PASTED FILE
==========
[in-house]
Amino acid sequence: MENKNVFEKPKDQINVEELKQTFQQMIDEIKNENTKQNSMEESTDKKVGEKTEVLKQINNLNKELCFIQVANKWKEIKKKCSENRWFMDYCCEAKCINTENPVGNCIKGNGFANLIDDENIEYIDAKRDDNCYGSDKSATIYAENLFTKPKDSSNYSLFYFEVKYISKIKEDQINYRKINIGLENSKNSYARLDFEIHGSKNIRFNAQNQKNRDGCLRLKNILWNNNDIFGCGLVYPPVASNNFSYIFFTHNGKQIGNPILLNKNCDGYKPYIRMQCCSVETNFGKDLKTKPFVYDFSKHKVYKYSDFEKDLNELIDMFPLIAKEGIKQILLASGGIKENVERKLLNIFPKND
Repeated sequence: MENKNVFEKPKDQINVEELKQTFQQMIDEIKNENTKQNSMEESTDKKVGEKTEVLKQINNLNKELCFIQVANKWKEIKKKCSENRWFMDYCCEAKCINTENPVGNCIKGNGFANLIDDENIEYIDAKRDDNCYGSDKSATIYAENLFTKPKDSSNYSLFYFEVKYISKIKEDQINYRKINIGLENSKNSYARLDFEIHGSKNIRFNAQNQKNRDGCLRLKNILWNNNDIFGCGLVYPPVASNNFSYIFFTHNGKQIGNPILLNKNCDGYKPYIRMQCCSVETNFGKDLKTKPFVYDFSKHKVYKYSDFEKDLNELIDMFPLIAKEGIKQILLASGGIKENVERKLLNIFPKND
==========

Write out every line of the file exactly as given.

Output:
[in-house]
Amino acid sequence: MENKNVFEKPKDQINVEELKQTFQQMIDEIKNENTKQNSMEESTDKKVGEKTEVLKQINNLNKELCFIQVANKWKEIKKKCSENRWFMDYCCEAKCINTENPVGNCIKGNGFANLIDDENIEYIDAKRDDNCYGSDKSATIYAENLFTKPKDSSNYSLFYFEVKYISKIKEDQINYRKINIGLENSKNSYARLDFEIHGSKNIRFNAQNQKNRDGCLRLKNILWNNNDIFGCGLVYPPVASNNFSYIFFTHNGKQIGNPILLNKNCDGYKPYIRMQCCSVETNFGKDLKTKPFVYDFSKHKVYKYSDFEKDLNELIDMFPLIAKEGIKQILLASGGIKENVERKLLNIFPKND
Repeated sequence: MENKNVFEKPKDQINVEELKQTFQQMIDEIKNENTKQNSMEESTDKKVGEKTEVLKQINNLNKELCFIQVANKWKEIKKKCSENRWFMDYCCEAKCINTENPVGNCIKGNGFANLIDDENIEYIDAKRDDNCYGSDKSATIYAENLFTKPKDSSNYSLFYFEVKYISKIKEDQINYRKINIGLENSKNSYARLDFEIHGSKNIRFNAQNQKNRDGCLRLKNILWNNNDIFGCGLVYPPVASNNFSYIFFTHNGKQIGNPILLNKNCDGYKPYIRMQCCSVETNFGKDLKTKPFVYDFSKHKVYKYSDFEKDLNELIDMFPLIAKEGIKQILLASGGIKENVERKLLNIFPKND